There can be cases where when DNA paternity testing is required however the alleged father is not readily available for testing. This can be for any of a number of reasons, such as:
- a) He can be residing in a different location, or even a different country.
- b) He can be denying paternity, and therefore refusing to provide a sample.
- c) He can be unknown: an absent father can be one of a number of men that could conceivably be the father of the child.
A. The Alleged Father resides at a different address
There are cases in which the alleged father or fathers reside in a different location, and may not be able or willing to travel in order to carry out a paternity test. In this case, however, it is still possible for him to carry out a paternity test from his home address. Many DNA testing companies will offer the option of sending DNA collection kits to different addresses. There may even be cases in which more than one father can be tested at the same time, with DNA sampling kits sent to the different addresses accordingly. In this case each alleged father will need to collect a DNA sample using the oral swabs provided in the DNA sampling kit, and send the samples back to the laboratory.
Once the laboratory receives
all the relevant samples, paternity testing procedures will commence. Similarly the results of the paternity test are normally sent by email or by post, and will be sent to all the relevant parties if so required. Therefore a DNA paternity test can be carried out with ease even in cases where the various persons taking part in the test reside in very different locations.
B. The Alleged Father resides abroad
If the alleged father is working abroad, the procedure is exactly the same as the DNA paternity testing mentioned above. In these cases it is preferable to choose a DNA testing company that operates local offices in several countries, so that testing kits can be dispatched from the closest location for increased efficiency. Once the alleged father has received his kit, he can collect the samples for the paternity test himself (usually swab wipes from the inside of his cheeks) and return them in the enclosed pre-addressed envelopes for laboratory analysis.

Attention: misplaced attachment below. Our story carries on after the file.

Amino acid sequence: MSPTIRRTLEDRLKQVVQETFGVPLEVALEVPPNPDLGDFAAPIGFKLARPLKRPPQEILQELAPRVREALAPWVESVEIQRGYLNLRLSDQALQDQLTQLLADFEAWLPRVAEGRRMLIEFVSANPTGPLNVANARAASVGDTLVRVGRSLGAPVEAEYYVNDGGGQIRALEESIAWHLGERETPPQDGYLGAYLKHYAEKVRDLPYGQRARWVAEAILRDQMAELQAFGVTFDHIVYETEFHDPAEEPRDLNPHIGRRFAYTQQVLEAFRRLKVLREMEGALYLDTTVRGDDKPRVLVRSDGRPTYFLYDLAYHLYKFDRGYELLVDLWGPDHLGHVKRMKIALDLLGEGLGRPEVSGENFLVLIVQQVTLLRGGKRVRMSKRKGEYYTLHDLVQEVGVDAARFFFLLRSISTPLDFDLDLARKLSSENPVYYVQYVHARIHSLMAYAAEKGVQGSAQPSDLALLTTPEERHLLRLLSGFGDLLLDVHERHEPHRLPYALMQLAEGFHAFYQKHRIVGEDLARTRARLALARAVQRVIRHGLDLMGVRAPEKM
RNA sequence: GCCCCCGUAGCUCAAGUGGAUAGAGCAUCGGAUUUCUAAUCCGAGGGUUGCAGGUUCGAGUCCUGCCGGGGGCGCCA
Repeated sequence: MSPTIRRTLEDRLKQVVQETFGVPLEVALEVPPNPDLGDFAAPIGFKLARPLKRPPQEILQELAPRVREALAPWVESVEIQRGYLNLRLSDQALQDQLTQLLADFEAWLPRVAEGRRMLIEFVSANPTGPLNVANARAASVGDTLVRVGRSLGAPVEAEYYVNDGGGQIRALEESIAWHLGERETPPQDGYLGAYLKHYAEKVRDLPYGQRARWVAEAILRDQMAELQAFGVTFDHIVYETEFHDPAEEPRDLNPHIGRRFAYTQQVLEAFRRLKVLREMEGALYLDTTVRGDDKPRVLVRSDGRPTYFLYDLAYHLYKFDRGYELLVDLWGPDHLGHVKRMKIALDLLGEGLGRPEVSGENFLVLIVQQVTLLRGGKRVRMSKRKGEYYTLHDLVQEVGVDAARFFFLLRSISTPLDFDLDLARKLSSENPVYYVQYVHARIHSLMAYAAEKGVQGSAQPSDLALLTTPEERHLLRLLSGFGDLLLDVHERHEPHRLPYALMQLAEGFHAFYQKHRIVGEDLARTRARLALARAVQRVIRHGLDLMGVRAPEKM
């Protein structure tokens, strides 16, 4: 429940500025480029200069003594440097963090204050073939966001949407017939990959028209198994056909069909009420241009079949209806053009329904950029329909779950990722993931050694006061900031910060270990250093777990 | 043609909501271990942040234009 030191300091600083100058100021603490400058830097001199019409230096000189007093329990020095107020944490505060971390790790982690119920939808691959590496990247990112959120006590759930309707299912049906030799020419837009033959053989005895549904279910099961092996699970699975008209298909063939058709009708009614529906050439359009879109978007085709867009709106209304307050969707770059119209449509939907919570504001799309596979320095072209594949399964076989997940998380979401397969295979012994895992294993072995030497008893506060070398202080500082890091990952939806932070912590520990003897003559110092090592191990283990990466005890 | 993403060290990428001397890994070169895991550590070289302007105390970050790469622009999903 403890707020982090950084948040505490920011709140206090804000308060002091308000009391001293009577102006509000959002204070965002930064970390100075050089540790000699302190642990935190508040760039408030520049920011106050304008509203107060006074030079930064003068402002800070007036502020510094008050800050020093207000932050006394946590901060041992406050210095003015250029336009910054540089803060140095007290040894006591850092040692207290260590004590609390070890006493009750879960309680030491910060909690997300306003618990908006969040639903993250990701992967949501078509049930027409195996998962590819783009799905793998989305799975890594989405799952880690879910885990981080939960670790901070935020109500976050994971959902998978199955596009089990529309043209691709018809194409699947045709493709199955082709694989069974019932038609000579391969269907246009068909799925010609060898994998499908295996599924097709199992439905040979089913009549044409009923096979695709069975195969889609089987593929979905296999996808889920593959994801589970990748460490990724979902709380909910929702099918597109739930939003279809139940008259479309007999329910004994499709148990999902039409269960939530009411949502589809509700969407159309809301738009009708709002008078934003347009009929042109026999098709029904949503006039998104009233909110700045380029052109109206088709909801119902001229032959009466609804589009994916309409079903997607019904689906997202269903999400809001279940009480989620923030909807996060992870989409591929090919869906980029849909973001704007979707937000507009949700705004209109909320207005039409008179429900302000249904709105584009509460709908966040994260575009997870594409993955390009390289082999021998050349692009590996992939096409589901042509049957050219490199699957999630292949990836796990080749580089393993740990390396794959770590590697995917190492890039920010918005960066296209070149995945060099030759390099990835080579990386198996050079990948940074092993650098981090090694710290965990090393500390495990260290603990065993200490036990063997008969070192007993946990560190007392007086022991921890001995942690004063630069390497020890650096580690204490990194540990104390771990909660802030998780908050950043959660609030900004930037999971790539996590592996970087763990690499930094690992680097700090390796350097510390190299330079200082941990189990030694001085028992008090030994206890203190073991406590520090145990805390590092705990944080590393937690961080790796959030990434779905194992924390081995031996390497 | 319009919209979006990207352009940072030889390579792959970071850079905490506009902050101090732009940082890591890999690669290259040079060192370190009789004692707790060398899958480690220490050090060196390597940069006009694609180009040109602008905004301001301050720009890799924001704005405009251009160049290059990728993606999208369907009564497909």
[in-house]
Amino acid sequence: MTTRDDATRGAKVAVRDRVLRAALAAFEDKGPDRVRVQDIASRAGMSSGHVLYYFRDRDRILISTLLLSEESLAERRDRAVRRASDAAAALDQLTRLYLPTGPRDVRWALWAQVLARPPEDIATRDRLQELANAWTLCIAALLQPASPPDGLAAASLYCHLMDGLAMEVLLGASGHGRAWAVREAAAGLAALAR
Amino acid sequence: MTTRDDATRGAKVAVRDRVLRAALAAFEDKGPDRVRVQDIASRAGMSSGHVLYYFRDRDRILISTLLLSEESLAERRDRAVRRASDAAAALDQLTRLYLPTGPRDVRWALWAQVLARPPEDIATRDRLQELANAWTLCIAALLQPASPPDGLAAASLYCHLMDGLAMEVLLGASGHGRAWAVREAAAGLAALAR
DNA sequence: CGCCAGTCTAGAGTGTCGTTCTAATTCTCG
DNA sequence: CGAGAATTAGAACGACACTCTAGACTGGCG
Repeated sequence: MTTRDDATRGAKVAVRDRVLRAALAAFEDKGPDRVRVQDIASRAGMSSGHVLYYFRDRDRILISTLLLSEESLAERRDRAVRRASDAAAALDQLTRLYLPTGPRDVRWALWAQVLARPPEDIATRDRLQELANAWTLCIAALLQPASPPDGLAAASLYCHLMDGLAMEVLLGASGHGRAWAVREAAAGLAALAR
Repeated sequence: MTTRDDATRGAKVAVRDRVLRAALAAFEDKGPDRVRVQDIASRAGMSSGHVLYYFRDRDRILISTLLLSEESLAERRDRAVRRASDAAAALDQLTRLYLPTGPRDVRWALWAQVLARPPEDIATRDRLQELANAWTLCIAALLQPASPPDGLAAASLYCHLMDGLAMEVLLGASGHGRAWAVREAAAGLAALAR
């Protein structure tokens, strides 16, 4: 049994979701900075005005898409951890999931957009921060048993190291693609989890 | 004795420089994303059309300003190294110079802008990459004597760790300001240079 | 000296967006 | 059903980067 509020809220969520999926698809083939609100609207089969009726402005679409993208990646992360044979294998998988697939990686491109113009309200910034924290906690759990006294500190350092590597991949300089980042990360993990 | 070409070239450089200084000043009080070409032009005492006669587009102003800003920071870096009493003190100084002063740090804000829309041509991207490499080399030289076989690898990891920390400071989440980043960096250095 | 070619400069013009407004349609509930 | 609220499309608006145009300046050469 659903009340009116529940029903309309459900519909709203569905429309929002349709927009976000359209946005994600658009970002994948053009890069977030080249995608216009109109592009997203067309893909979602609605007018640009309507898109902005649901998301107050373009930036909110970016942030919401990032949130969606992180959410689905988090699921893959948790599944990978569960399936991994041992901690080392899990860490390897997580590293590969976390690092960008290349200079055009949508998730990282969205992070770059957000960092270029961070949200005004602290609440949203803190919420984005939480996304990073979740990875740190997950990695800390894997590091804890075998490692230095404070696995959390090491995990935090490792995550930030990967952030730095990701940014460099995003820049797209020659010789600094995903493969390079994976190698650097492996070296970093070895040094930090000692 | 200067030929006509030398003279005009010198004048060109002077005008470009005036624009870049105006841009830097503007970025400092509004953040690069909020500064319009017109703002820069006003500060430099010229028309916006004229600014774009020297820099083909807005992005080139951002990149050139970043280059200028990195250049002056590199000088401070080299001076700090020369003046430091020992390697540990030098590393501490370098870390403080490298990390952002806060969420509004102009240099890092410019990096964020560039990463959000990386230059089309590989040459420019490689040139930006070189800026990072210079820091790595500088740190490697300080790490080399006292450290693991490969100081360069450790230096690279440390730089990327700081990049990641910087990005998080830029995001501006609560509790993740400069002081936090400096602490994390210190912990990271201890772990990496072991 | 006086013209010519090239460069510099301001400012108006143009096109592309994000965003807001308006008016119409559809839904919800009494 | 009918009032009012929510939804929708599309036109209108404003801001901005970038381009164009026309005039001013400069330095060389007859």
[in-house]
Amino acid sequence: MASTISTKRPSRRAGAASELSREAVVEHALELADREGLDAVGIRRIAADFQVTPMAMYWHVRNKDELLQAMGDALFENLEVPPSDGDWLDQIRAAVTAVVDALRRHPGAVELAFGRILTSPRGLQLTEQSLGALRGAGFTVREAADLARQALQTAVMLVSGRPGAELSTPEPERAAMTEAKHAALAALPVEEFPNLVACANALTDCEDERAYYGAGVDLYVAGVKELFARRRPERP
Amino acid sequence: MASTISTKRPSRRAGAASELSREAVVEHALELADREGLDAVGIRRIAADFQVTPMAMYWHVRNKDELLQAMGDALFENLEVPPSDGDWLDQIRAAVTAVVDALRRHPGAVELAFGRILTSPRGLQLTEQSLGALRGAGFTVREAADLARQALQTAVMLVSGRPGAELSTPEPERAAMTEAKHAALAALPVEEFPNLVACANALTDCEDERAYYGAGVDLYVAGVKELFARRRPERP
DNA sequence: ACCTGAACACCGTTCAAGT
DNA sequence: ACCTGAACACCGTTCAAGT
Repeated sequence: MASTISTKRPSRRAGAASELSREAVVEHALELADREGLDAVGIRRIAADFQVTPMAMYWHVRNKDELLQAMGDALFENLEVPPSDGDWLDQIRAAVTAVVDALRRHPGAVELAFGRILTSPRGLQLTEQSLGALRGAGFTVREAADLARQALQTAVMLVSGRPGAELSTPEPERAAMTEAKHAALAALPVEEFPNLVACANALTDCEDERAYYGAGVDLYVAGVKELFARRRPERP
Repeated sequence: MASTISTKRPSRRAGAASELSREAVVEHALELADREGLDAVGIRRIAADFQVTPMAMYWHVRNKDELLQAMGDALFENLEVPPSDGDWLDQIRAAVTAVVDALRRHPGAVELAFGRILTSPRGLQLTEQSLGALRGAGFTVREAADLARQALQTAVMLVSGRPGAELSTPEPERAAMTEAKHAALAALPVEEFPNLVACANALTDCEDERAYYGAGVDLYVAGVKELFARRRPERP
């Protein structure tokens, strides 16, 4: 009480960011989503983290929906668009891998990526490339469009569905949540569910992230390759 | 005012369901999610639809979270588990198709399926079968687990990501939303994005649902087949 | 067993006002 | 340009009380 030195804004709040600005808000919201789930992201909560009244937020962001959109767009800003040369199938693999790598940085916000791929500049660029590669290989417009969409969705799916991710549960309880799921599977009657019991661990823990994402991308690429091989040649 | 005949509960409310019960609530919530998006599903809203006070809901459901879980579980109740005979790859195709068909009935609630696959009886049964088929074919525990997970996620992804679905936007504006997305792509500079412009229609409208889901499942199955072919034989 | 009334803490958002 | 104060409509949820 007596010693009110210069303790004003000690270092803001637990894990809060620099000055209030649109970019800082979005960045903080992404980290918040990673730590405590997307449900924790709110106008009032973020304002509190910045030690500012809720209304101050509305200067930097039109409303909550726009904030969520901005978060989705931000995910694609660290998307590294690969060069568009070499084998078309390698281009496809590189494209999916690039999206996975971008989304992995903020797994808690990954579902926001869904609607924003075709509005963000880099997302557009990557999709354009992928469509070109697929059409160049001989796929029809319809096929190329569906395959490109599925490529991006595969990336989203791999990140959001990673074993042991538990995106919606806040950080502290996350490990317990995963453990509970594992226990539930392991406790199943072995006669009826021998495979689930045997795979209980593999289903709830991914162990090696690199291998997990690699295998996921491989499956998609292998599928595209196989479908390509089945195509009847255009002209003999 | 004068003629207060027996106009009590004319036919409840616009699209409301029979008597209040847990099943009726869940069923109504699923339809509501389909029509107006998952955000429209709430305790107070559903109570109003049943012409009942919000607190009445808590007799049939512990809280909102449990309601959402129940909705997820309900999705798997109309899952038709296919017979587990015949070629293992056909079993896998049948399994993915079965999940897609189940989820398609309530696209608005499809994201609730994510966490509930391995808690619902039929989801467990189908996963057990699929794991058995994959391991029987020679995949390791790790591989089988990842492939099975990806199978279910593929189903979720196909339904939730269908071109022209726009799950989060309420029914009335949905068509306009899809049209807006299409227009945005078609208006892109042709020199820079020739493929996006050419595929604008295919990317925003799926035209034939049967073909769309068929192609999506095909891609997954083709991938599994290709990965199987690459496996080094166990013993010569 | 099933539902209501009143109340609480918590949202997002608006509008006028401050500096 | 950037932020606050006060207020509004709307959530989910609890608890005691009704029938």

C. The Alleged Father is Denying Paternity
There are several reasons why a man can deny being the father of a child, including:
- He genuinely believes himself not to be the father.
- He is trying to avoid taking responsibility for the child and wants to avoid paying child support to the mother.
- He does not want an alleged child to benefit from his estate after his death.
There are likely more that you can think of, but these are some common reason for an alleged father being reluctant to take a DNA paternity test. In these cases, most commonly, the mother will need to obtain a court order that will oblige the alleged father or fathers to participate in the paternity test. In these cases a legal paternity test will be required, that is, a paternity test that has been authenticated by a neutral third party, and where an independent person will collect the samples, and ensure that no part of the testing process has been tampered with.
An alternative solution, in this type of case, is to obtain what is called an ‘alternative’ or ‘non-standard’ sample‘ from the alleged father, for example hair samples from a hairbrush, skin cells from a toothbrush or even bodily fluid stains from bedding or clothing. Cigarette butts and pipes can also be used. In these cases, however one must be aware that the results of this test can be used for informational purposes only and will not have any legal validity. One must also be aware that the probability of extraction of DNA from these kinds of samples can be lower than that of DNA obtained from normal oral swab. Also one must be aware of the possibility of contamination of these kinds of samples with DNA belonging to another person.
D. The Father is Deceased
In cases in which the alleged father is deceased, it is still possible to carry out a paternity test, although it will of course involve more complex procedures. In these cases the options are:
- To take a sample directly from the deceased person
- To use alternative samples belonging to the deceased person
- To test relatives of the deceased person.
For more information on paternity testing in cases in which the alleged father is deceased please visit our Paternity Testing with Deceased Father.